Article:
• At least one well site supervisor who has a current well control certification from a recognized institution should be on location during post-frac cleanout operations. These certifications should be in possession at all times.

• A remote-controlled, independently powered blowout preventer unit, which allows workers to control what’s happening on the rig at a safe distance, must be located a minimum of 100 feet from the well and operational during all post-frac cleanout operations.

The fines assessed to EOG Resources and C.C. Forbes—for $353,400 and $46,600, respectively—will cover the cost of DEP’s response to the incident and the investigation. In addition to the financial penalties, DEP ordered EOG Resources to implement practices and take nine corrective actions to avoid a repeat of this incident. C.C. Forbes was ordered to implement similar practices and to take six corrective actions.

To review a copy of the complete investigation report and related documents, visit website and click on the report graphic under the “Latest News” tab.

Media Release: COMMONWEALTH OF PENNSYLVANIA

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DEP Plans Thorough Investigation in to Marcellus Shale Well Blowout in Clearfield County

EOG Resources Well Released Fracking Fluid, Natural Gas for 16 Hours


06/4/2010 HARRISBURG -- Department of Environmental Protection Secretary John Hanger said today that his agency intends to investigate aggressively the circumstances surrounding a blowout at a Marcellus Shale natural gas well in Lawrence Township, Clearfield County, and take the appropriate enforcement action.

At approximately 8 p.m. on Thursday, June 3, the operators of the well, which is owned by EOG Resources, Inc., lost control of it while preparing to extract gas after hydrofracturing the shale.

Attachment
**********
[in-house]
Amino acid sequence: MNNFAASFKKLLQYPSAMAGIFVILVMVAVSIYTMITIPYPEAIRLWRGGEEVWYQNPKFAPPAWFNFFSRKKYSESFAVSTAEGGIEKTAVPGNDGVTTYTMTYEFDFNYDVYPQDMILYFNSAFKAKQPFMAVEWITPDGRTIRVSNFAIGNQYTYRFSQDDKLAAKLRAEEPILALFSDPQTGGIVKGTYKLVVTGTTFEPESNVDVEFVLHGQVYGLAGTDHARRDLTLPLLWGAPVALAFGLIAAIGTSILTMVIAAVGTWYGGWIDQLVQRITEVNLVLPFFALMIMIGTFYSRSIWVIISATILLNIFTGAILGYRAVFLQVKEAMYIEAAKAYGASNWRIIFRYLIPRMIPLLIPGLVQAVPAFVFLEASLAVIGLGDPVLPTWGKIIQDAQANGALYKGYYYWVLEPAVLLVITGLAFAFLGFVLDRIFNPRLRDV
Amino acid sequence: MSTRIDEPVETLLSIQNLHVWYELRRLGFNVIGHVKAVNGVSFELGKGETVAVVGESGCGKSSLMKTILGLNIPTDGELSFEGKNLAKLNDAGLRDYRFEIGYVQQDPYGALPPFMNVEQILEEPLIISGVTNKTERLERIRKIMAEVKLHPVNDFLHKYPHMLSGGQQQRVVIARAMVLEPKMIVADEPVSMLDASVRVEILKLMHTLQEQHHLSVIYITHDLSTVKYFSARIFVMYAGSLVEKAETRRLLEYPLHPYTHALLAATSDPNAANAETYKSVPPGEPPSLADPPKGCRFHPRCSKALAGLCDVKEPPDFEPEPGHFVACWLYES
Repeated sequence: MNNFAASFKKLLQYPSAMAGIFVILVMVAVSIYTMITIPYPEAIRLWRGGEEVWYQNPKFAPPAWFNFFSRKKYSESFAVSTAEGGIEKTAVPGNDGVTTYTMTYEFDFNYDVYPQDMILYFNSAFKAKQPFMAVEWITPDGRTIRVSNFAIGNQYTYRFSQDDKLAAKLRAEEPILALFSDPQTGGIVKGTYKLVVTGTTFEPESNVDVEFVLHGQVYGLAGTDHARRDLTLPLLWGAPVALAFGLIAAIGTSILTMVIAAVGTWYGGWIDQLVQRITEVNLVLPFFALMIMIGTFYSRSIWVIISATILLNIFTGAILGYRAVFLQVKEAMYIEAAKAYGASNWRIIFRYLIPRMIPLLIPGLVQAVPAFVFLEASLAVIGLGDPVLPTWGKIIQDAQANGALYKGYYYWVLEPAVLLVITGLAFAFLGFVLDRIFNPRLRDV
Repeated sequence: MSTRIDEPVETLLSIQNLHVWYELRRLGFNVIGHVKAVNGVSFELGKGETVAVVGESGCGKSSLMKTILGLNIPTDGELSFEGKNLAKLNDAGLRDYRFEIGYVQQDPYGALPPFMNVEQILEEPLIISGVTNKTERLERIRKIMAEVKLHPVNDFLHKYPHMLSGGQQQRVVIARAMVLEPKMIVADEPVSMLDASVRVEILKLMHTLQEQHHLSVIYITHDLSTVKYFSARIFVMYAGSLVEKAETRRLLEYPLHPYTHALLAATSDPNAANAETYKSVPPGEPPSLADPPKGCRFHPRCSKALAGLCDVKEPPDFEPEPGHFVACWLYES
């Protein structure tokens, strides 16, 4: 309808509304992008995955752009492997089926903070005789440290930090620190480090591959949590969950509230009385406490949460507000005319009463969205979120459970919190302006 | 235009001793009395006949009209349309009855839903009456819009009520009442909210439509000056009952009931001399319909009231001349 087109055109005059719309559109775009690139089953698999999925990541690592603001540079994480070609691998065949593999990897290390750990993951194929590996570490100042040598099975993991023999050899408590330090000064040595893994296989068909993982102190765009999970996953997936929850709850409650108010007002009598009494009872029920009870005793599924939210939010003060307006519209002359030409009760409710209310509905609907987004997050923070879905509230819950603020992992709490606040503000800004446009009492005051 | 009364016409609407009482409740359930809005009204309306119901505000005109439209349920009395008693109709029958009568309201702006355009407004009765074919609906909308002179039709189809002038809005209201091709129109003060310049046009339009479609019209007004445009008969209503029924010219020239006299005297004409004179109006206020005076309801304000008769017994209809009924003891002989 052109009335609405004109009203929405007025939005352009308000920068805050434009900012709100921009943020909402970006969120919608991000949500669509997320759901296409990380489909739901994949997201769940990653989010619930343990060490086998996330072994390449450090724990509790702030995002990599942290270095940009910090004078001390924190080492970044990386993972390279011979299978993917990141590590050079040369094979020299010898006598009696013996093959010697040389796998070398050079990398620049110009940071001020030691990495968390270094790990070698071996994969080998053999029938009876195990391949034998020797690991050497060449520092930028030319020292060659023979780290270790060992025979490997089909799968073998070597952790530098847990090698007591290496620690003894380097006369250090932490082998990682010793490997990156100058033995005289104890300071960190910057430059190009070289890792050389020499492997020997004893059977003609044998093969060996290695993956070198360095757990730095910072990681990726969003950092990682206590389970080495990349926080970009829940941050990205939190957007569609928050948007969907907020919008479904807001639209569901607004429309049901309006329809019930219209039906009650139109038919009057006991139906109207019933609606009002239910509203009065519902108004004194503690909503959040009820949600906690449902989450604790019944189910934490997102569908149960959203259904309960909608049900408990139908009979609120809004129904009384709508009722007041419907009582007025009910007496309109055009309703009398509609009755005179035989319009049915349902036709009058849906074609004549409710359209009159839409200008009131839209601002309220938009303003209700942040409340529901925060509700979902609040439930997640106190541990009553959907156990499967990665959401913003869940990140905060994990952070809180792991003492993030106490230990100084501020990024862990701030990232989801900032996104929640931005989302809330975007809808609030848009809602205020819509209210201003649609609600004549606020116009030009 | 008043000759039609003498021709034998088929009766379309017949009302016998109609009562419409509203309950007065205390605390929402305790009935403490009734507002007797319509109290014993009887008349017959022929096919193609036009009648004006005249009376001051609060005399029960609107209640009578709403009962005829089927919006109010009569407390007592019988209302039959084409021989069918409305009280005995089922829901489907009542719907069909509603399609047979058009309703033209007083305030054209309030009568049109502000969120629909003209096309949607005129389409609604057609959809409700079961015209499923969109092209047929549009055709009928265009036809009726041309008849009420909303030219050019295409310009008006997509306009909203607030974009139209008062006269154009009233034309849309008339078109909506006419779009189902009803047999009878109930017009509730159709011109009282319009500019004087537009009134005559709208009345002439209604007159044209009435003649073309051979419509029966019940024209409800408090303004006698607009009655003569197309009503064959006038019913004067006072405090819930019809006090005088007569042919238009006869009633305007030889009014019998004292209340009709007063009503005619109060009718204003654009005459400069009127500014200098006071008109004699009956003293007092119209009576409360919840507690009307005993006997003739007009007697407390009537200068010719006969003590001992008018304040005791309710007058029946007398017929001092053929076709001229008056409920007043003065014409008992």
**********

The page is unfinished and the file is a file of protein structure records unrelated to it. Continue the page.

As a result, the well released natural gas and flowback frack fluid onto the ground and 75 feet into the air. The well was eventually capped around noon on June 4.

“The event at the well site could have been a catastrophic incident that endangered life and property,” said Hanger.

“This was not a minor accident, but a serious incident that will be fully investigated by this agency with the appropriate and necessary actions taken quickly.

“When we arrived on scene, natural gas and frack fluid was flowing off the well pad and heading toward tributaries to Little Laurel Run and gas was shooting into the sky, creating a significant fire hazard.

That’s why emergency responders acted quickly to cut off electric service to the area.

“Right now, we’re focused on limiting any further environmental damage, but once that work is complete, we plan to aggressively look at this situation and see where things went wrong and what enforcement action is necessary.

If mistakes were made, we will be certain to take steps to prevent similar errors from happening again.”

DEP learned of the leak at approximately 1:30 a.m. on Friday after it was informed by the Pennsylvania Emergency Management Agency. DEP immediately dispatched its Emergency Response and Oil and Gas program staff to the site.

PEMA, which elevated its activation level to coordinate resources among multiple state agencies, also worked with PennDOT to initiate an airspace restriction above the well, which the Federal Aviation Administration authorized on a temporary basis earlier today.

The restriction prohibits flights at and below 1,000 feet of ground level within a three nautical mile radius of the well site. The restriction is in effect until further notice.

The EOG well pad is located in a rural area near the Penfield/Route 153 exit of Interstate 80 in northwestern Clearfield County.

Three other wells on the same pad that have been drilled and fractured remain plugged and are not in danger.

EOG Resources, formerly known as Enron Oil & Gas Co., operates approximately 265 active wells in Pennsylvania, 117 of which are in the Marcellus Shale formation.

Media Release: COMMONWEALTH OF PENNSYLVANIA